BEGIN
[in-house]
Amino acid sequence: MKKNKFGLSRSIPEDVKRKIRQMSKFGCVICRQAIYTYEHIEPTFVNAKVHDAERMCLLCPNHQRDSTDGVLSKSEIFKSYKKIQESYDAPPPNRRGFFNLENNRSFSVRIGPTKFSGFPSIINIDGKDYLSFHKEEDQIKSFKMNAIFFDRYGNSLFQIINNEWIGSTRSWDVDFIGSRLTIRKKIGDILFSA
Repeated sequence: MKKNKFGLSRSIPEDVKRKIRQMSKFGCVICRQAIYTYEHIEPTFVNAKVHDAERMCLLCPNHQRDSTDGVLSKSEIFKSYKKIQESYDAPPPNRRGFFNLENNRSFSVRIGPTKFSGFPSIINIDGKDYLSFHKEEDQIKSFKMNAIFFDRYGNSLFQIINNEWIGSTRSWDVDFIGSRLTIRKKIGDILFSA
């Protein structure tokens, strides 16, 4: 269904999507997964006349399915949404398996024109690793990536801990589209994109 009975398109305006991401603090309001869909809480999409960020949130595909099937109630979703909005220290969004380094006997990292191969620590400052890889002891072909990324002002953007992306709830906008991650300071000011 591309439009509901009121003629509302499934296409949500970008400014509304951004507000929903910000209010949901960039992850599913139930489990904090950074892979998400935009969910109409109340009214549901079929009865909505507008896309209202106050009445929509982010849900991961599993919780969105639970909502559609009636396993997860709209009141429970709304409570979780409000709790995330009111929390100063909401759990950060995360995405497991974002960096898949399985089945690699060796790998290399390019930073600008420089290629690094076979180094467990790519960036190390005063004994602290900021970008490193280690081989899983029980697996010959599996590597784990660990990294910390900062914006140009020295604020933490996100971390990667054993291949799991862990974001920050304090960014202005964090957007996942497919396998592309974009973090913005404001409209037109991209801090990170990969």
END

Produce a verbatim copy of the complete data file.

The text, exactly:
[in-house]
Amino acid sequence: MKKNKFGLSRSIPEDVKRKIRQMSKFGCVICRQAIYTYEHIEPTFVNAKVHDAERMCLLCPNHQRDSTDGVLSKSEIFKSYKKIQESYDAPPPNRRGFFNLENNRSFSVRIGPTKFSGFPSIINIDGKDYLSFHKEEDQIKSFKMNAIFFDRYGNSLFQIINNEWIGSTRSWDVDFIGSRLTIRKKIGDILFSA
Repeated sequence: MKKNKFGLSRSIPEDVKRKIRQMSKFGCVICRQAIYTYEHIEPTFVNAKVHDAERMCLLCPNHQRDSTDGVLSKSEIFKSYKKIQESYDAPPPNRRGFFNLENNRSFSVRIGPTKFSGFPSIINIDGKDYLSFHKEEDQIKSFKMNAIFFDRYGNSLFQIINNEWIGSTRSWDVDFIGSRLTIRKKIGDILFSA
């Protein structure tokens, strides 16, 4: 269904999507997964006349399915949404398996024109690793990536801990589209994109 009975398109305006991401603090309001869909809480999409960020949130595909099937109630979703909005220290969004380094006997990292191969620590400052890889002891072909990324002002953007992306709830906008991650300071000011 591309439009509901009121003629509302499934296409949500970008400014509304951004507000929903910000209010949901960039992850599913139930489990904090950074892979998400935009969910109409109340009214549901079929009865909505507008896309209202106050009445929509982010849900991961599993919780969105639970909502559609009636396993997860709209009141429970709304409570979780409000709790995330009111929390100063909401759990950060995360995405497991974002960096898949399985089945690699060796790998290399390019930073600008420089290629690094076979180094467990790519960036190390005063004994602290900021970008490193280690081989899983029980697996010959599996590597784990660990990294910390900062914006140009020295604020933490996100971390990667054993291949799991862990974001920050304090960014202005964090957007996942497919396998592309974009973090913005404001409209037109991209801090990170990969």